Crossville Chronicle, Crossville, TN

Area News

April 16, 2014

Council votes to seek RFQs for wastewater operation

CROSSVILLE — The city of Crossville has had a 20-year relationship with Veolia Water, the contractor that currently operates the wastewater treatment plant for the city, and while council members say they don't have a problem with the company's service, they have voted to send out requests for qualifications (RFQ) to determine if they have the best company operating the facility.

The current contract with Veolia expires Sept. 30, 2014, and council will need to make a decision by that time. City Manager David Rutherford said the city is under a tight time line to complete the RFQ and make a decision by Aug. 1 about who the contractor will be. Though some members of the council are concerned about the cost of the service, under state law, this type service is not bid out.

Under an RFQ, companies, including Veolia, interested in providing the service must respond to the questions in the RFQ and the council will review the responses and choose a short list of candidates they will interview and possibly visit the firms' operations as they make their decision. Once the council chooses the top candidate, they can then began to negotiate a contract. Should the city and the contractor be unable to come to an agreement on the contract, the city can then move to the second choice.

The city's consultant, Municipal Technical Advisory Service, reviewed the relationship between the city and Veolia and gave their opinion that because of the longstanding relationship, the city could simply negotiate a new contract without sending out RFQs, but also recommended that a more detailed contract be negotiated with whoever the service provider might be.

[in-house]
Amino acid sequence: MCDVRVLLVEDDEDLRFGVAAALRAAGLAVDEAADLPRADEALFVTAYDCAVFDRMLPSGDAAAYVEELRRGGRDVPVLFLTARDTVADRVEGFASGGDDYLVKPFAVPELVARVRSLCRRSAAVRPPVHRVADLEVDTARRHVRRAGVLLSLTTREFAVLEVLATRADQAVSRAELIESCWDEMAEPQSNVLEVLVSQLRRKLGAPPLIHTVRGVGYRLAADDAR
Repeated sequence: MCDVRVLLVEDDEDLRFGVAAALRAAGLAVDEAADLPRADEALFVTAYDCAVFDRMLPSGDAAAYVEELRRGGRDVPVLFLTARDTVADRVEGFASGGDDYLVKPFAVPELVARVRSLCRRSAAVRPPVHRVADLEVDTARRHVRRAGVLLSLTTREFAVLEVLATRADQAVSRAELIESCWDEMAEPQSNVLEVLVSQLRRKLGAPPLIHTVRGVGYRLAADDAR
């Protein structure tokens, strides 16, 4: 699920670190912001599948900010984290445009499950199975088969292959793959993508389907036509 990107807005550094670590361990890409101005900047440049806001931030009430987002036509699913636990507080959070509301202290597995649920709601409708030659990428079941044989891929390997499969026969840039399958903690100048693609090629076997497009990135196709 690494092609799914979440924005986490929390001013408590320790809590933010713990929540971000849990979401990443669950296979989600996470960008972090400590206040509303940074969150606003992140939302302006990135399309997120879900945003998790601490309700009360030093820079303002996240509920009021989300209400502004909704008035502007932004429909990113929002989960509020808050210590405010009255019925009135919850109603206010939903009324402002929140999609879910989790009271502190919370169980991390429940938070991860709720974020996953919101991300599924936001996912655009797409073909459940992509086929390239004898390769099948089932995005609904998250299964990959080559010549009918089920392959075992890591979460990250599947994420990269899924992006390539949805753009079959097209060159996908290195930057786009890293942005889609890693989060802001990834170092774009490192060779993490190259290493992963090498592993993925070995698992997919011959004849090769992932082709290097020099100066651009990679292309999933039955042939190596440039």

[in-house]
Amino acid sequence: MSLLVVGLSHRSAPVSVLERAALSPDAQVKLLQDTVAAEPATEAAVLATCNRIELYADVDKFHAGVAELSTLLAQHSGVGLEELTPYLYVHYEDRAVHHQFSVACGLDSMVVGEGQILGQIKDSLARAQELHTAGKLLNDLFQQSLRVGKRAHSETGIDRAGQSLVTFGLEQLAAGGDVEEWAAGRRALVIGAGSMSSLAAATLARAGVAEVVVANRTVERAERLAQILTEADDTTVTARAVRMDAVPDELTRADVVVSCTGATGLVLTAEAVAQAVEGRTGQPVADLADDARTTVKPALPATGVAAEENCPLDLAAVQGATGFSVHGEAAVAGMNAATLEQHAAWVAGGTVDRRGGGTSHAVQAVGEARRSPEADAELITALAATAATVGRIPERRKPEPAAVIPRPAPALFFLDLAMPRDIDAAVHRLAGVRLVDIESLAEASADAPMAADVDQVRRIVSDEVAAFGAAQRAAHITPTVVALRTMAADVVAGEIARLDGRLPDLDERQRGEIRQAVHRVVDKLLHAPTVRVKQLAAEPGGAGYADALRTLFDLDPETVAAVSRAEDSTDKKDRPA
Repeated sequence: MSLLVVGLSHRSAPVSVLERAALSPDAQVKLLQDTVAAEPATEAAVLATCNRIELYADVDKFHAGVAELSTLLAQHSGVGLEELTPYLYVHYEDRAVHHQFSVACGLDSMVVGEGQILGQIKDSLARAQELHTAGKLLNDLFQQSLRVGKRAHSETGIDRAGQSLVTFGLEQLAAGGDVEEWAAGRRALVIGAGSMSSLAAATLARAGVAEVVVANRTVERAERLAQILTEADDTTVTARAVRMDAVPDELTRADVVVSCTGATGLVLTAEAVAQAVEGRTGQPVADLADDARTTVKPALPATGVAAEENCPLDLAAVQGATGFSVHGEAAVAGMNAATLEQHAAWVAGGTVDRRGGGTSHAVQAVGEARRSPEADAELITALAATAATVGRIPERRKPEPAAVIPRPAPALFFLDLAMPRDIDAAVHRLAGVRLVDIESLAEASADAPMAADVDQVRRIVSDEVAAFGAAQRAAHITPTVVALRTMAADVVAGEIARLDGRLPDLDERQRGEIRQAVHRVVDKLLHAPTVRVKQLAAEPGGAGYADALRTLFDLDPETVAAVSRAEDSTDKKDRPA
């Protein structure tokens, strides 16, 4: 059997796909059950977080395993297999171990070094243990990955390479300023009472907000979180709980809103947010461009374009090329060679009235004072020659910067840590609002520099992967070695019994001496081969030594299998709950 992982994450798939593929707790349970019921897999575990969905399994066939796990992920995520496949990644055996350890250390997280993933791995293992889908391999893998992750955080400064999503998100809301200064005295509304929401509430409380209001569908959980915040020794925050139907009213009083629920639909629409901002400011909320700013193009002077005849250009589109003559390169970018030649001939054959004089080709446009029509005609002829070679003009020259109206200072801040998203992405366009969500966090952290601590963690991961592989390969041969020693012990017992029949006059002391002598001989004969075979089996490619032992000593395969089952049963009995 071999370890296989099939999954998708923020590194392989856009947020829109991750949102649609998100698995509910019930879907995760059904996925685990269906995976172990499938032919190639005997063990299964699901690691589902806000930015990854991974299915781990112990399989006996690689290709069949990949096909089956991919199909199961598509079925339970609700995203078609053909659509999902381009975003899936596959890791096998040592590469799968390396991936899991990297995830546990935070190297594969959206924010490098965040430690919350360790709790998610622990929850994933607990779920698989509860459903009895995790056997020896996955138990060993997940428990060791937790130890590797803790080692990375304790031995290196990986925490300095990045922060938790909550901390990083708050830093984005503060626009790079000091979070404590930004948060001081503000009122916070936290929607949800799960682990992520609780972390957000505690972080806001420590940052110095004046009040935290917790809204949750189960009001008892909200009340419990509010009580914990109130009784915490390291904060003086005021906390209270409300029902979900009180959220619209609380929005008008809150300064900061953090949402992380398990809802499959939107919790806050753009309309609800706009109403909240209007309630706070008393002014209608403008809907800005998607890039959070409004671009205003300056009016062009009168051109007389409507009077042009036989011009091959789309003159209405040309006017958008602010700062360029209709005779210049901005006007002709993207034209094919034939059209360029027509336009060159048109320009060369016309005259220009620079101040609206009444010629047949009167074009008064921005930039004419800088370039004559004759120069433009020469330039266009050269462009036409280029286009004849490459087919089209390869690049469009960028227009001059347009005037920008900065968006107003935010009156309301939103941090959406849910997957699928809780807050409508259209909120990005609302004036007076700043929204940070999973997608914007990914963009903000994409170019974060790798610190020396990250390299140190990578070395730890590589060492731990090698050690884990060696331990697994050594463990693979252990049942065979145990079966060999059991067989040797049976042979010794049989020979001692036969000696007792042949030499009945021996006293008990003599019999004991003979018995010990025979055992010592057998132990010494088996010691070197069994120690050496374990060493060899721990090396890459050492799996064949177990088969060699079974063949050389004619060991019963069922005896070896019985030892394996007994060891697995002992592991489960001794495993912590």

Crossville Mayor J.H. Graham III commented during the discussion that he remembered when Crossville's wastewater treatment plant was under a moratorium that stopped growth of the city at that time.

Graham added, “In my opinion, the work Veolia did brought us not only out of a moratorium, but the operation is recognized as one of the leading wastewater treatment facilities in the Southeast. With the relationships that Veolia and Clark (Annis) have with TDEC and other agencies across the state, I submit that we do not take any other action on RFQs and negotiate a contract with Veolia.”

Graham concluded making that in the form of a motion. Councilman George Marlow supported Graham's motion.

Councilman Pete Souza said he didn't have a problem with Veolia but he felt the city should explore other contractors and proceed with the requesting RFQs.

“If the RFQ's come back and Veolia is the top dog, it just reinforces the position and argument that the mayor has. Not putting out the RFQ's is an error in management,” concluded Souza.

Discussion included praise for area manager Clark Annis, who worked for the city directly before moving to Veolia when they got the contract to operate the plant, Councilman Jesse Kerley felt Annis was the reason for the success of the city's plant and felt a less costly contractor could oversee Annis and get similar results. It was also pointed out that the RFQs were not bids and cost estimates are not part of an RFQ response.

Graham's motion failed by a 3 to 2 vote, with council members Souza, Danny Wyatt and Kerley voting no.

Kerley then moved that the city send out RFQs for the wastewater operations. Kerley's motion was seconded by Souza.

Wyatt asked Rutherford if he was comfortable with the council requesting RFQs and Rutherford responded, “You've had a company that has worked for you for 20 years that you've been fairly successful with the regulatory agencies. I've been here seven months. My job is to do what you gentlemen ask me to do, so if you want me to go RFQs and get some companies in here, I'll do that. I've got a draft ready to go.”

Kerley's motion passed with Souza, Wyatt, Marlow and Kerly voting in favor. Graham was opposed.

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